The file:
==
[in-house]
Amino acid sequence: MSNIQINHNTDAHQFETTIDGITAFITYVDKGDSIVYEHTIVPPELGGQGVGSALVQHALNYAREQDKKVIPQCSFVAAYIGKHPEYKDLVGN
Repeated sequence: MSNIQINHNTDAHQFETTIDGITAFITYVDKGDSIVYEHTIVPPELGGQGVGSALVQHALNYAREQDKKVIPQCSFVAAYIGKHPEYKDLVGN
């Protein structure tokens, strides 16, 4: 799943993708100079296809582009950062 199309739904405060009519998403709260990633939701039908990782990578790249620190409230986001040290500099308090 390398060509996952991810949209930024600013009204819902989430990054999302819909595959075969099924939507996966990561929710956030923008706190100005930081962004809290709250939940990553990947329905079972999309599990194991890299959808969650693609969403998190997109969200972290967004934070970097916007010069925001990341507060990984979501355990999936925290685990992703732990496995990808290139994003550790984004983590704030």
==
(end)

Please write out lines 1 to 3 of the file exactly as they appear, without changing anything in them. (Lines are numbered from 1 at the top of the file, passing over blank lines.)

[in-house]
Amino acid sequence: MSNIQINHNTDAHQFETTIDGITAFITYVDKGDSIVYEHTIVPPELGGQGVGSALVQHALNYAREQDKKVIPQCSFVAAYIGKHPEYKDLVGN
Repeated sequence: MSNIQINHNTDAHQFETTIDGITAFITYVDKGDSIVYEHTIVPPELGGQGVGSALVQHALNYAREQDKKVIPQCSFVAAYIGKHPEYKDLVGN